We roundup the latest news from IT analysts and firms to see which tech categories have been doing well, which haven’t, and what’s forecast to be big next year.
Worldwide shipments of 3D printers rose 35 per cent year-to-date (YTD) through the first three quarters of 2015 on the back of shipments of low priced personal/desktop 3D printers, according to Context.
Of the total 173,962 units shipped year-to-date, 95 per cent of these were personal/desktop printers, mostly priced below $5,000. This represents a 38 per cent year-on-year growth for this sub-category compared to a decline in shipments of three per cent YTD in the industrial/professional segment, which saw only 8,706 units shipped through the first three quarters of 2015.
Taiwan’s XYZprinting is the global leader in the desktop/personal 3D printer space so far in 2015, with a 17 per cent global share, taking the top spot from previous leader at the same time last year, MakerBot.
Context has also released a report on the smart home market, that shows only a fifth of European shoppers intend to buy any smart home products in 2016.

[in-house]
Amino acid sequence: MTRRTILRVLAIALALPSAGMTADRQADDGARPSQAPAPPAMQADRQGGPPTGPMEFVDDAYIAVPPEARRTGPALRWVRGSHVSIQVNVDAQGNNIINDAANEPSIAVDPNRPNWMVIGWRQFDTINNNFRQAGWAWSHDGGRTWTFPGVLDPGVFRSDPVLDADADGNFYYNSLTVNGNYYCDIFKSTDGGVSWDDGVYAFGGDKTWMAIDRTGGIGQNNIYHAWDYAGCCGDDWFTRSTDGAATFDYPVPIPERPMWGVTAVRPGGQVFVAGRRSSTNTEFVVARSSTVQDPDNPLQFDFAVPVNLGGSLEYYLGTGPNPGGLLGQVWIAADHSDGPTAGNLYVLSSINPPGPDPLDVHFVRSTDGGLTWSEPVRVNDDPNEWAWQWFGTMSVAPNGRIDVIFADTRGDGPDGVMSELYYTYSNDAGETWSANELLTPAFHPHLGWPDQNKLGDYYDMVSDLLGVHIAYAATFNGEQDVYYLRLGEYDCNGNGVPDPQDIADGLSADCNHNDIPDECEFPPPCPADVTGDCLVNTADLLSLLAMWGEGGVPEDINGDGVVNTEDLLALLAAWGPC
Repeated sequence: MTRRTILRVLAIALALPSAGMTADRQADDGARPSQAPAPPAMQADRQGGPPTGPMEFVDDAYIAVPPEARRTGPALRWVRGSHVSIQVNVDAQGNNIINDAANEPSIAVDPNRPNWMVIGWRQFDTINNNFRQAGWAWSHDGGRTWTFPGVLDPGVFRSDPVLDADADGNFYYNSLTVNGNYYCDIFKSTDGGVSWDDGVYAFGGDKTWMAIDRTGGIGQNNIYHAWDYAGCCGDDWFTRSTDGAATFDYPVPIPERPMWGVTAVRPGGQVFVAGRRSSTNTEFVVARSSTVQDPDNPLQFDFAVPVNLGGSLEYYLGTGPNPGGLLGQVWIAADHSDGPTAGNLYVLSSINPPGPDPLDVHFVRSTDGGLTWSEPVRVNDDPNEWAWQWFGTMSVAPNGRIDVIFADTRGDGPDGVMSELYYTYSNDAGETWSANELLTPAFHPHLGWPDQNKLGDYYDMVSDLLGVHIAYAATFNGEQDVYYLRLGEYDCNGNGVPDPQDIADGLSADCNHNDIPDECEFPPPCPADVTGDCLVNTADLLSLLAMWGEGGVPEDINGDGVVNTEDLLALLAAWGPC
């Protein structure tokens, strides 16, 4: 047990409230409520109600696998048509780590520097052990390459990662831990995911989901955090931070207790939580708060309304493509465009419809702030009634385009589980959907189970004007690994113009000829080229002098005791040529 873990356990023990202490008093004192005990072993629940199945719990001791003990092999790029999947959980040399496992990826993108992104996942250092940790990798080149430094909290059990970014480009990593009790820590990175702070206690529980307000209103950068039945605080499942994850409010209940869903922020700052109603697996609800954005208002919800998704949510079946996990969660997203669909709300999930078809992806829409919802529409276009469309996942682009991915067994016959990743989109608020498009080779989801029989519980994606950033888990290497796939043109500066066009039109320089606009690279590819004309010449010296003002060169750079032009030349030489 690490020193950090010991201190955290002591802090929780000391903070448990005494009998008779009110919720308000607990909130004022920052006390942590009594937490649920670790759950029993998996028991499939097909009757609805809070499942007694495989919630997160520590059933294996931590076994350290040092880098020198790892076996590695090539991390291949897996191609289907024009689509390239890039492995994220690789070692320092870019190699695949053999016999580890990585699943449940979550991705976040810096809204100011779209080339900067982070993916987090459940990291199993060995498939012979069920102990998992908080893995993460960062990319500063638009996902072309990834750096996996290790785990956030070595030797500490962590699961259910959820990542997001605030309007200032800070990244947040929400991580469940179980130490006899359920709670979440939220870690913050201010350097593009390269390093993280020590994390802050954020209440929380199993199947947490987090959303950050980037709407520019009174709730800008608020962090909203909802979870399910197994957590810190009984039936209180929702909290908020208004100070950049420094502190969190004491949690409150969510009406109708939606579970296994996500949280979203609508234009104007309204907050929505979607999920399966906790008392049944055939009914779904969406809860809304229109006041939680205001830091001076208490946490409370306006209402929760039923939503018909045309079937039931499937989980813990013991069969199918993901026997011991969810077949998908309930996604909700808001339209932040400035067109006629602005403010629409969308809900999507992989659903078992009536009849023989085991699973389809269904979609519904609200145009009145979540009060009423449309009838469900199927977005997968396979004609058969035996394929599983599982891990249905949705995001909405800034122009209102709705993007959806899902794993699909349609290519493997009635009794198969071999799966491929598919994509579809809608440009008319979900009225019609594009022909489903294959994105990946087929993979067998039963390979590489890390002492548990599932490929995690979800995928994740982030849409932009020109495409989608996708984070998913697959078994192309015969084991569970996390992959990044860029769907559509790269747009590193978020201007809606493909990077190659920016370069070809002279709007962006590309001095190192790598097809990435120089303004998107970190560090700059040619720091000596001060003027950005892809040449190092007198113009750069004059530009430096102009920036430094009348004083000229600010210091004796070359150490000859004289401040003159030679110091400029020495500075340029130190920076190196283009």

“The data suggests that we shouldn’t believe the hype about to be drummed up by product announcements at CES,” said Context. “This is largely down to a lack of awareness caused by limited marketing/consumer education from leading retailers and manufacturers, as well as cyber security concerns.”
DRAMeXchange, a division of TrendForce, expects that the launch of Intel’s 3D XPoint products next year will make the firm a strong threat to memory leader Samsung, especially in the high-end SSD market.
According to DRAMeXchange, the high-end SSD market will receive a lot of attention in the near future as the rivalry between Intel and Samsung heats up.
Based on DRAMeXchange’s analysis, the arrival of 3D XPoint will first impact the high-end Flash SSD market because the new class of memory will be between most DRAM and NAND Flash memory products in price per gigabyte.
IDC has launched a new vendor assessment report for the worldwide Microsoft enterprise applications implementation services market for 2015.
The analysis revealed that buyers believe the primary characteristic required for a Microsoft enterprise applications services project to be successful at a worldwide level was the ‘ability to achieve desired business outcomes’.
"This is IDC’s first-ever evaluation of the Microsoft enterprise applications implementation services ecosystem, and it will help IT buyers evaluate which service providers to consider," said Ali Zaidi, research manager, IT Consulting and Systems Integration Business Strategies at IDC.